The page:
The UN agency’s recent findings suggested that they ‘hadn’t worked together with local people,’ the KNO secretary says.
The Kachin National Organization (KNO) has urged the United Nations Office on Drugs and Crime (UNODC) to participate in anti-narcotics effort led by local Kachin people.
The KIO’s drug report stated that there are nearly 10,000 hectares of opium poppies in the region—around twice as much as what the UNODC found. The KIO also said that most of the land on which opium is being cultivated is controlled by the Burma Army, it’s Border Guard Force (BGF) or state-backed People’s Militia Forces (PMFs).
London-based KNO secretary Layang Hkun Htoi told KNG that gaps in the UNODC’s findings suggest that they “hadn’t worked together with local people” and relied solely on photos of the areas in question.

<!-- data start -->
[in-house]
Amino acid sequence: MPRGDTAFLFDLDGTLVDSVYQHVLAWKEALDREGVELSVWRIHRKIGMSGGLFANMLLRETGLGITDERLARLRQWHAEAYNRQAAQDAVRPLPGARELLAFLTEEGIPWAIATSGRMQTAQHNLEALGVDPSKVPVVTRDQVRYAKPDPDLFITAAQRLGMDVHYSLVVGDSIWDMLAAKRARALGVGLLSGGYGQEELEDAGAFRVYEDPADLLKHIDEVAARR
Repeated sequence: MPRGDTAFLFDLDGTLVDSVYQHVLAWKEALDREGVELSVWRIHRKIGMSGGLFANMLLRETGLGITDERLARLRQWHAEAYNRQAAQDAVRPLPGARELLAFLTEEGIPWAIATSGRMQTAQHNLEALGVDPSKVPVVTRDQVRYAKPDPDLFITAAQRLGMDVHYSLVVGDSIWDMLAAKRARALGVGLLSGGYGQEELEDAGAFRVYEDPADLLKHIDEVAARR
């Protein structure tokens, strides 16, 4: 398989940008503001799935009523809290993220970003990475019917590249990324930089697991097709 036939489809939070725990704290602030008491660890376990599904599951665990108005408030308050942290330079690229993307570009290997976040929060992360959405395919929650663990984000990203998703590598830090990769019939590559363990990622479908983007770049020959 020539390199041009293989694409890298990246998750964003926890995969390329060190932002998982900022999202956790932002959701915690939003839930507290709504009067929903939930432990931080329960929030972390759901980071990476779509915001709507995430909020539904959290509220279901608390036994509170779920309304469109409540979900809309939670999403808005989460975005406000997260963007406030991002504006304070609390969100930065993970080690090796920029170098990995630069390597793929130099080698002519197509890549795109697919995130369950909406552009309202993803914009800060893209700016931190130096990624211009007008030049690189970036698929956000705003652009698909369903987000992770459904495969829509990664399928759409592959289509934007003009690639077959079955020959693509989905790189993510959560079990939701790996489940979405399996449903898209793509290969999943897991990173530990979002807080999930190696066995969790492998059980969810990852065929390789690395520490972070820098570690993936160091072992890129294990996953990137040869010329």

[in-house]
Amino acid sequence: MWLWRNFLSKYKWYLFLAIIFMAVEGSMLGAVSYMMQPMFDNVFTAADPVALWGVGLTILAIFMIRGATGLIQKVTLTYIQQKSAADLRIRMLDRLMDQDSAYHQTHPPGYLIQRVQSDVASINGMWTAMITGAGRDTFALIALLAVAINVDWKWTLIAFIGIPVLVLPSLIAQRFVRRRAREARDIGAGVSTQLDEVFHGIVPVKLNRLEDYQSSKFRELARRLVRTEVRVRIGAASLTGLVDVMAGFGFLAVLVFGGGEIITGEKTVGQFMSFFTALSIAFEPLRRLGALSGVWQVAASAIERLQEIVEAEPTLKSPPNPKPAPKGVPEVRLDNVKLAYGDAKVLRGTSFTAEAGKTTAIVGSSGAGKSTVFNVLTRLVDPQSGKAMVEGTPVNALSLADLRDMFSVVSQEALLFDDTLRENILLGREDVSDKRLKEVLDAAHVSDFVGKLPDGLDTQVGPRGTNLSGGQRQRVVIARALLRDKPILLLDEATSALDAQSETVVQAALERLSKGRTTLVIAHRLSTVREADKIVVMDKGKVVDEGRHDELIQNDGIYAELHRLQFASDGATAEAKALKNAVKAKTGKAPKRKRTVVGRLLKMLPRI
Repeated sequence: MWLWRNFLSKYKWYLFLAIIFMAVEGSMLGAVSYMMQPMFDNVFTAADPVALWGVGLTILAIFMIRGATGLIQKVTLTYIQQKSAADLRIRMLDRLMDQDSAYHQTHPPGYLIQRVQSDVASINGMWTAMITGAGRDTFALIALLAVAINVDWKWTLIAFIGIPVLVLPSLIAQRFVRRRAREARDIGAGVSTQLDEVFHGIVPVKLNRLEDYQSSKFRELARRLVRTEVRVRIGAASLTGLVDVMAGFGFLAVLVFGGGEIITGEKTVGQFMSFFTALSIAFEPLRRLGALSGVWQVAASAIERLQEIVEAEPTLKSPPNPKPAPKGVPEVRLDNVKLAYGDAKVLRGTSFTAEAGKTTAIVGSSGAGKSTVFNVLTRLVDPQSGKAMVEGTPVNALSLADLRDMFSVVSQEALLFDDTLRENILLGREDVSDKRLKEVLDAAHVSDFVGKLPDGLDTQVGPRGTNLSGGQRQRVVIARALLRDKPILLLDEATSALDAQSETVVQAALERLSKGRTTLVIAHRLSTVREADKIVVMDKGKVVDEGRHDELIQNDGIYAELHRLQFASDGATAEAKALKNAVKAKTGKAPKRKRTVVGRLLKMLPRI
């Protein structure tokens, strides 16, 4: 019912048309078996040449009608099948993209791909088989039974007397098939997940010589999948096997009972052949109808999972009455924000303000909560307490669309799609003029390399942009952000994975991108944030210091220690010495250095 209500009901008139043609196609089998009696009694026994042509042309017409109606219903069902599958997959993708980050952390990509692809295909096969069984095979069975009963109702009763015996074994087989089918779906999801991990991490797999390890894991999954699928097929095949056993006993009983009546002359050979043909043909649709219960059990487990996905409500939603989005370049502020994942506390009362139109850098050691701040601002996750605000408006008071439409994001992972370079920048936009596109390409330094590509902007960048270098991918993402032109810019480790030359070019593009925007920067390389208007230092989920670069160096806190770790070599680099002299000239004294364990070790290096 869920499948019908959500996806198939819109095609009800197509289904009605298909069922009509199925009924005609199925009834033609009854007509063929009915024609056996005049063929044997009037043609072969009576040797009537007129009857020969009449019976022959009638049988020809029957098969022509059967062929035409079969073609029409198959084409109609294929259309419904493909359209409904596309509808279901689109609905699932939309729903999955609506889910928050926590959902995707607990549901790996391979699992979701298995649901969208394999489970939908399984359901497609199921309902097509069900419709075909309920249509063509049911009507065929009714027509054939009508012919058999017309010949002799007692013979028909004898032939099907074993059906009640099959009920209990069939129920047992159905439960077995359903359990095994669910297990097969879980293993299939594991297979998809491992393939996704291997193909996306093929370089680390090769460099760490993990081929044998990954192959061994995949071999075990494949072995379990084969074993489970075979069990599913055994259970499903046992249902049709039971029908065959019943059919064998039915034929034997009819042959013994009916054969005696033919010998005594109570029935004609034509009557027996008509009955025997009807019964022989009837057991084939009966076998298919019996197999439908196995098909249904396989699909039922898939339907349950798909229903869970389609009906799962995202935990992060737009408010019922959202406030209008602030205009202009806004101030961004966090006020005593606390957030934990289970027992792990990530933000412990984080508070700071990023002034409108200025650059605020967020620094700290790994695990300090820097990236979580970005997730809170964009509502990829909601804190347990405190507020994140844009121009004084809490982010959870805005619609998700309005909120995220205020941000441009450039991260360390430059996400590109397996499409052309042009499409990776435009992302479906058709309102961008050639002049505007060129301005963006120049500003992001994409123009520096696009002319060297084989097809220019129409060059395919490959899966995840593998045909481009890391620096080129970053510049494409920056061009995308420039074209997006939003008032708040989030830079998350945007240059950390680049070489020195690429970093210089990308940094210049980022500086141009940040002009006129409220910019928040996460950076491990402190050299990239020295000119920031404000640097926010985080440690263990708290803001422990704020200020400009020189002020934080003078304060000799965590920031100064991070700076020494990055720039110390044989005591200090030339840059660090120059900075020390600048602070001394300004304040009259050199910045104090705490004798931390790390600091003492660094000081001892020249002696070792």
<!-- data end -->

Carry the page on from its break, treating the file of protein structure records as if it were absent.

“According to the UNODC report, they used satellite images of opium poppy plantations in the Tanai area, but they didn’t know who planted these poppies. Local people can tell you who planted these poppies,” he said, adding, “that’s why the KIO’s report is more accurate.”
He went on to say that the UNODC’s report, which suggested that opium cultivation had increased in areas under KIO control, was “hiding opium poppy cultivation and narcotics production in areas controlled by the BGF or PMFs.”
“We want to urge the UNODC to work together with the KIO and local people,” Layang Hkun Htoi told KNG.
The KNO also demanded that the UNODC and other international organizations and agencies help the Kachin anti-drug movement’s effort toward rehabilitation and addiction awareness, including activities carried out by Pat Jasan, a large organization formed by Kachin churches and members of the public in 2014. They are known for destroying opium fields, and hosting strict and widely attended drug rehab camps.
The KIO and KNO signed a Memorandum of Understanding in January 2011 to work together in military and political affairs “for the freedom of all Kachin people.”